Is Anyone Binging?

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Responding to a commenter who says Microsoft doesn’t really understand branding, E.D. Kain says:

Exactly right. Nor do they understand connectivity and product overlap the way Google does. Google connects your email, chat, documents, search, and even browser now, etc. into basically one product, and with upcoming innovations like Wave and their OS that connectivity and overlap will just become far, far more effective. (Apple has done this fairly well also with hardware added into the mix)

Microsoft has tried with “Windows Live” and all that, but there are just too many gaps, too many brands, etc. I mean “bing” is now part of the whole cadre of Microsoft products, but is it really tied into them well? Why Microsoft hasn’t made their Windows platform more webby is beyond me. And why they make it so difficult to integrate everything is also confusing.

I’m out of touch on this stuff these days, but in fairness to Microsoft, doesn’t a lot of this have to do with antitrust rules that don’t allow them to integrate everything the way they’d like to?  My understanding has always been that if they could get away with it they’d basically merge every piece of software they own into a single platform and then make it next to impossible to use anything else.  But they can’t.

In any case, the motivation for the original post was David Pogue’s piece in the New York Times about Microsoft’s new search engine, Bing.  Anyone have any opinions they’d like to share on this?  I use it a lot for image searches, but not so much for ordinary text searches.  Partly this is because Bing doesn’t seem to have an Advanced Search page, which means I’d have to memorize whatever Boolean concatenation rules they use if I want to do anything more complicated than a search for the latest Michael Jackson news.  Sure, that’s lazy of me, but Google works pretty well, so even a small nuisance makes all the difference between using something new and skipping it.

On the other hand, it’s sort of interesting to see what Bing comes up with in its “Related Searches” list.  If I type in my name, I get a bunch of expected stuff, but also Maitland Ward.  Huh?  Who’s that?  (Says here that she’s an actress born in Long Beach who attended the same university as me.  Is that all it takes?)  But even at that I’m lucky.  Matt Yglesias gets paired up with Michelle Malkin and Ann Coulter.  Atrios gets Michelle Malkin and Atrio Insurance.  Jane Hamsher gets Bill Clinton.  (She also gets Jane Hamsher Death, which seems kind of ghoulish.)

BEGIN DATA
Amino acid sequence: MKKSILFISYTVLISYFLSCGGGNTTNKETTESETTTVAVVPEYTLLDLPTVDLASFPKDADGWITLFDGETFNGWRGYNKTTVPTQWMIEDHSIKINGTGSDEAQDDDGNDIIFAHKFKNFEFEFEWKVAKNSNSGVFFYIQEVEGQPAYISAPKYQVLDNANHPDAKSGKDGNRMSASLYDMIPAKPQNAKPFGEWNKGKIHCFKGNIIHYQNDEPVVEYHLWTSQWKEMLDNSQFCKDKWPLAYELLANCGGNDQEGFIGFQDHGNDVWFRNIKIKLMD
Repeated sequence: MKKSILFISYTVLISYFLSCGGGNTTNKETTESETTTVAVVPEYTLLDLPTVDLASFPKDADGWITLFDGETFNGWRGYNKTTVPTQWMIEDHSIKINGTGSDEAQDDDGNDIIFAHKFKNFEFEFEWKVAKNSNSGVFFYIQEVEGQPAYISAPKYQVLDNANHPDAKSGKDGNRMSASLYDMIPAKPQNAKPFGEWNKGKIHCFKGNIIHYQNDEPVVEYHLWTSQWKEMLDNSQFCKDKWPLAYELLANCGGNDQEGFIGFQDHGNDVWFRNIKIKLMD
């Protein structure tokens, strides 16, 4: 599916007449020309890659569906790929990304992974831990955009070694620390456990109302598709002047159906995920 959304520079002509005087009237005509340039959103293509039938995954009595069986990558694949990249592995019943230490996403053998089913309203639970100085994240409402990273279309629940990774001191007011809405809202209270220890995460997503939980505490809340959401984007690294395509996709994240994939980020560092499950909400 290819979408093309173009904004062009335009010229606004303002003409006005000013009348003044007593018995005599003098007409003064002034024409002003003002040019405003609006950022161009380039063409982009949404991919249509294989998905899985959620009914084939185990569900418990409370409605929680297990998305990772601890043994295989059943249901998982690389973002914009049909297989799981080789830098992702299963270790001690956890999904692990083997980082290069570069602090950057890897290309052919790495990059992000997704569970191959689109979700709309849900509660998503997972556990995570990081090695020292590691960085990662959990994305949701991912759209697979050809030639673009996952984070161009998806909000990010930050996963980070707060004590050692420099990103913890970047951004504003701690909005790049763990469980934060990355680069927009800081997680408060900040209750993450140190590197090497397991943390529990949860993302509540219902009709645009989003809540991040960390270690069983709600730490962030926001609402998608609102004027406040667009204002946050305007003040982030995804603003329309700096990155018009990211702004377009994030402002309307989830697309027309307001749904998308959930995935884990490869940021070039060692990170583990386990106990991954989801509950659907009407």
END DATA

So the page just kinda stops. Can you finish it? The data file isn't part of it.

Oh, and I like the background artwork on the Bing home page.  Very soothing.  Not enough to make me switch from Google on a regular basis, but soothing anyway.

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THE BIG PICTURE

You expect the big picture, and it's our job at Mother Jones to give it to you. And right now, so many of the troubles we face are the making not of a virus, but of the quest for profit, political or economic (and not just from the man in the White House who could have offered leadership and comfort but instead gave us bleach).

In "News Is Just Like Waste Management," we unpack what the coronavirus crisis has meant for journalism, including Mother Jones’, and how we can rise to the challenge. If you're able to, this is a critical moment to support our nonprofit journalism with a donation: We've scoured our budget and made the cuts we can without impairing our mission, and we hope to raise $400,000 from our community of online readers to help keep our big reporting projects going because this extraordinary pandemic-plus-election year is no time to pull back.

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